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Can the Battle for San Siro propel Inter or AC Milan to greater Serie A success?

Sunday 21st October 2018
Supporters love to set San Siro alight. Can the Rossoneri and Nerazzurri do likewise?
Supporters love to set San Siro alight. Can the Rossoneri and Nerazzurri do likewise?

The 2018/19 Serie A season's first Derby della Madonnina takes place tonight when Inter and AC again dispute the Giuseppe Meazza, the ground they share, otherwise known as San Siro. The derby remains among the biggest fixtures on the Italian calendar despite neither club winning a trophy since 2010/11 when the Milanese giants split the domestic double, AC winning the Scudetto, Inter the Coppa Italia.

Since then, both sides struggled in the league and endured unsettling periods off the pitch during which their long-term owners divested. Neither takeover ran smoothly. Both teams changed hands again. Such instability is far from the formula required to evict Juventus from their seven-year residence atop Italian football.

The Moratti family were associated with Inter since 1955 when Angelo became club president. He spent 13 years at the helm. Eventually, his son Massimo became President, serving two terms from 1995-2004, then 2006-13. He then sold the Nerazzurri to Erick Thohir. The Indonesian remains team president but quickly turned over 70% of the club to Suning Holdings Group, whose majority shareholder is Chinese billionaire Zhang Jindong. Suning declared its interest in obtaining Thohir's remaining shares. The media tycoon is yet to agree.

Milan were owned by former Italian Prime Minister and communications magnate, Silvio Berlusconi, for 31 years. In 2017, he sold the club to Chinese investor Li Yonghong but all was not as it seemed. Li financed his purchase through US Hedge Fund, Elliott Management, who took over the club a year later when he couldn't make payments. Many expected the investment group's ownership to be shortlived but they remain in charge although it is thought other parties have inquired about the club's availability. 

The Baresi brothers in Milan derby action
The Baresi brothers in Milan derby action

Photo: Enrico Bonifazi

It's clear that to return to Italian football's pinnacle, both clubs require investment. At the moment, neither's on firm footing. Remaining ownership issues impede long-term planning. Their Turin rivals are miles ahead in that department and gaining ground, their football and business projects all thriving. 

Inter are in a better position than their co-tenants after returning to the Champions League for the first time since 2011/12. Luciano Spalletti's squad finished fourth last season, benefitting from UEFA's rule change mandating four automatic group stage berths for Serie A, the Premier League, La Liga and Bundesliga. A year earlier and they'd have been in the Europa League.

Gennaro Gattuso's Rossoneri are missing in the Champions League since 2013/14. Despite a net spend just over €233 million in the past two campaigns, they don't look like returning anytime soon. Over the last five seasons, they've failed to make the top six. Milan remain on the outside this term, albeit with a game in hand on the competition. While Gattuso's competitive drive has kept them from defeat in all but one league match, too many draws hold them back.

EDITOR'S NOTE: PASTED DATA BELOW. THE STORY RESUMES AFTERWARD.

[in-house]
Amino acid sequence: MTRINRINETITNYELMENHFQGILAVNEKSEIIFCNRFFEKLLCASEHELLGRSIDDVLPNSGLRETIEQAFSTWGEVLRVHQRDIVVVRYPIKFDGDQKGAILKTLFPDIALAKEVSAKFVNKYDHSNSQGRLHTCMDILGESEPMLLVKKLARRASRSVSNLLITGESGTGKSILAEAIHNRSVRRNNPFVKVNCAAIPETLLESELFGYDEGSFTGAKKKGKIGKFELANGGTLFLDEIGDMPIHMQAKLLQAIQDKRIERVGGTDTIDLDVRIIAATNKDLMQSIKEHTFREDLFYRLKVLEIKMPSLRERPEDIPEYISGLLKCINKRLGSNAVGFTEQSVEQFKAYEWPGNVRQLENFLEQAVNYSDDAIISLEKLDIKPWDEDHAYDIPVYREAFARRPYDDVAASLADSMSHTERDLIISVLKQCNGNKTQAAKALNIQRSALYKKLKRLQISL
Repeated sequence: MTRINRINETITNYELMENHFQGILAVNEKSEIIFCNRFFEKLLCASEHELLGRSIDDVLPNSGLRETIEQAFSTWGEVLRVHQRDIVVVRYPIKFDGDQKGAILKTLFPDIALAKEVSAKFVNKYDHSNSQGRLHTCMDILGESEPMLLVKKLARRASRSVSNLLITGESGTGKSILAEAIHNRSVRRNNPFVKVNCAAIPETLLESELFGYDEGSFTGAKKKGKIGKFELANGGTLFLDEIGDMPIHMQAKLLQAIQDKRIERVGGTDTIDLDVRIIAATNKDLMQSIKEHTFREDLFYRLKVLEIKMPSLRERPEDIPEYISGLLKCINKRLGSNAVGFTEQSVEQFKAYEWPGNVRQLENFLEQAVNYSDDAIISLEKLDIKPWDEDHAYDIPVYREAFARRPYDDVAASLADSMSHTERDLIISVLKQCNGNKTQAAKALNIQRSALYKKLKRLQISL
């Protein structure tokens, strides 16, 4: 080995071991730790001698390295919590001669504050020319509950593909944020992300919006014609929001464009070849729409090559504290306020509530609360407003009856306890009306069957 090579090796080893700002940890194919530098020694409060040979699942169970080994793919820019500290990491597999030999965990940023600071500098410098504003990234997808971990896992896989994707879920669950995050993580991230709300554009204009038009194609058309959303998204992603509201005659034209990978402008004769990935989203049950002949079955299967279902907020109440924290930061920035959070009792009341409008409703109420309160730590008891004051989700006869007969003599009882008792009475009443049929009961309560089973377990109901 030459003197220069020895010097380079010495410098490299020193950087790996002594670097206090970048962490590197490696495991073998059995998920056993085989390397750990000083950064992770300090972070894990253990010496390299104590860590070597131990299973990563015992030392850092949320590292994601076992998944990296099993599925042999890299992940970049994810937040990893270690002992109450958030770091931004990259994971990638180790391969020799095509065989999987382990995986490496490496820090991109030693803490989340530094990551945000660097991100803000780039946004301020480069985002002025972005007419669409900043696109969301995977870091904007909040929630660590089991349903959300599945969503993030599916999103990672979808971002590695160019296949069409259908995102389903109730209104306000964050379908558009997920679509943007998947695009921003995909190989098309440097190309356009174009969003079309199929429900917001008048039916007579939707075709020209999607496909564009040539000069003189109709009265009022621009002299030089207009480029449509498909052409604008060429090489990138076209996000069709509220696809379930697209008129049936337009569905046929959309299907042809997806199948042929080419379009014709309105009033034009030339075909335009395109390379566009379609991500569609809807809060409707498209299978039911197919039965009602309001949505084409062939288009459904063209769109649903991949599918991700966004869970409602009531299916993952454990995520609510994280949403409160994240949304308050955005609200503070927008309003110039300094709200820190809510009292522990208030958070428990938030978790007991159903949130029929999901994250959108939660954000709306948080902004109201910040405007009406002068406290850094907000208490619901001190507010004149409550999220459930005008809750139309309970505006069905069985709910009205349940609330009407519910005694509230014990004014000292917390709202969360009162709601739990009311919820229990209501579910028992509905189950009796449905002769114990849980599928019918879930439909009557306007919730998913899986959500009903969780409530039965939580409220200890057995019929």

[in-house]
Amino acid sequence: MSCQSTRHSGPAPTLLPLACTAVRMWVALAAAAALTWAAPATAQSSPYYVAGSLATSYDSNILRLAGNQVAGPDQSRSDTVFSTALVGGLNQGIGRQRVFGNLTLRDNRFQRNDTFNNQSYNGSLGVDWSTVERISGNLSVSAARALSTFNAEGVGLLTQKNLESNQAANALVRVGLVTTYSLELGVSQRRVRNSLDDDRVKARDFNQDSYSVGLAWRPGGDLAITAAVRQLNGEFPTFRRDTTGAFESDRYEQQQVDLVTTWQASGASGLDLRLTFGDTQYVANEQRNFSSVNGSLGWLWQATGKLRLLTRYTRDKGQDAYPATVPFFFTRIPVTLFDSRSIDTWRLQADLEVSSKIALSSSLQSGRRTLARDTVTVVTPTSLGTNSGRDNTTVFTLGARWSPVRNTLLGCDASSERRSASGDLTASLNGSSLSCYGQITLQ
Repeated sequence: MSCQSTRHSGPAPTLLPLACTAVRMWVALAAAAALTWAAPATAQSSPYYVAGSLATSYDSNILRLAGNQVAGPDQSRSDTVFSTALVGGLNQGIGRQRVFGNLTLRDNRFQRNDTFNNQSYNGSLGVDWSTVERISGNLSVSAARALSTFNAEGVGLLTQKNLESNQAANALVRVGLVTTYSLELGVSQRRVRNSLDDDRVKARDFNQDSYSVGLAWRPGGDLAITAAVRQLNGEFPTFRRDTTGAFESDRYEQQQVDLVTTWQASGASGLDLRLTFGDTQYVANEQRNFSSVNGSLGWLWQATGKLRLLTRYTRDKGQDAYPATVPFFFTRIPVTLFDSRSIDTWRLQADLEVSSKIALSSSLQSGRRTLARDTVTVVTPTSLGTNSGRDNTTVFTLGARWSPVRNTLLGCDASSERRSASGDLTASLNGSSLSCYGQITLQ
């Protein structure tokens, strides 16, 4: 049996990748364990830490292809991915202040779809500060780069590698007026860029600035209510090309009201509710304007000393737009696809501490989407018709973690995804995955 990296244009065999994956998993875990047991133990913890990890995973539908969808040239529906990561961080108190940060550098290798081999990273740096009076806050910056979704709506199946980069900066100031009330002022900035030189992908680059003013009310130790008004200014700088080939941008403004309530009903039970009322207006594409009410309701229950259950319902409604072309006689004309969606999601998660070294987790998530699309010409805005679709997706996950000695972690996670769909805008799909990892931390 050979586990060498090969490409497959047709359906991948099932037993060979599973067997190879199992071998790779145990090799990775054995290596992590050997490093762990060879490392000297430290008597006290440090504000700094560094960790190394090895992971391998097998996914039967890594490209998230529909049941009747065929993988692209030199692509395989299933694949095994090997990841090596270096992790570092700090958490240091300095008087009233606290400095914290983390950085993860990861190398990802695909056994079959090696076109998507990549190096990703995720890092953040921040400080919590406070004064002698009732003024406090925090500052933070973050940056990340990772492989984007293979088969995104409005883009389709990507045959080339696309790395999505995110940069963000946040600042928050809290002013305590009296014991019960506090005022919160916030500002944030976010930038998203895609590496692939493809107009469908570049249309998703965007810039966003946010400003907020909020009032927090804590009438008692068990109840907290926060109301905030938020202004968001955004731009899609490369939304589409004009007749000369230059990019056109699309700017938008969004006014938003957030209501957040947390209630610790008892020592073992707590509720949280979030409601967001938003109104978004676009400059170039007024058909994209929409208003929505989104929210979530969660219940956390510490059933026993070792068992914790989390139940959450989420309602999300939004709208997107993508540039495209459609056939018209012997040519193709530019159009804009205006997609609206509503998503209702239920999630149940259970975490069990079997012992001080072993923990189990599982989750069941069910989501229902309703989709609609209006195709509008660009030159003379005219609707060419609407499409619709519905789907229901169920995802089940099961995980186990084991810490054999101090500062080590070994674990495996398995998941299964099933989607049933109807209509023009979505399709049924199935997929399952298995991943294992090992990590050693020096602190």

Both sides field strong XIs but lack depth. Inter's key man is Mauro Icardi. The Argentine scored at least 20 goals in three of the last four seasons and boasts a solid start to this campaign with three leagues goals and another two in the Champions League. Other stars include Slovakian centre-back, Milan Skriniar and Croatian winger Ivan Perisic. One or two more top players might close the gap with the Old Lady. 

Milan's key men are Gonzalo Higuain and Suso. The Argentine striker posted four goals and an assist leading up to the international break. The Spanish winger added two and six. Like Inter, too many players exist only to make up the numbers. Gattuso fills them with fight but they are leagues from a title run. The Champions League is probably beyond them, too. 

It's early in the campaign, but Juventus' perfect start leaves them eight points clear of Inter and a dozen beyond Milan. Despite the Scudetto being out or reach, neither club's season should be written off. There's a massive gap to be closed with work to be done on and off the pitch. Stability will breed success. Both clubs must find it quickly. That journey can start with a win on Sunday. The winner can ride their confidence through to the holidays but the loser must put it behind them. Serie A is a better place with both Milan clubs in the title picture.

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Gerry Johnston

I am a 33-year-old sports writer from Ireland who enjoys watching European football. My main focus is La Liga, but I do keep a close eye on all of the major leagues throughout the world.


Total articles: 135

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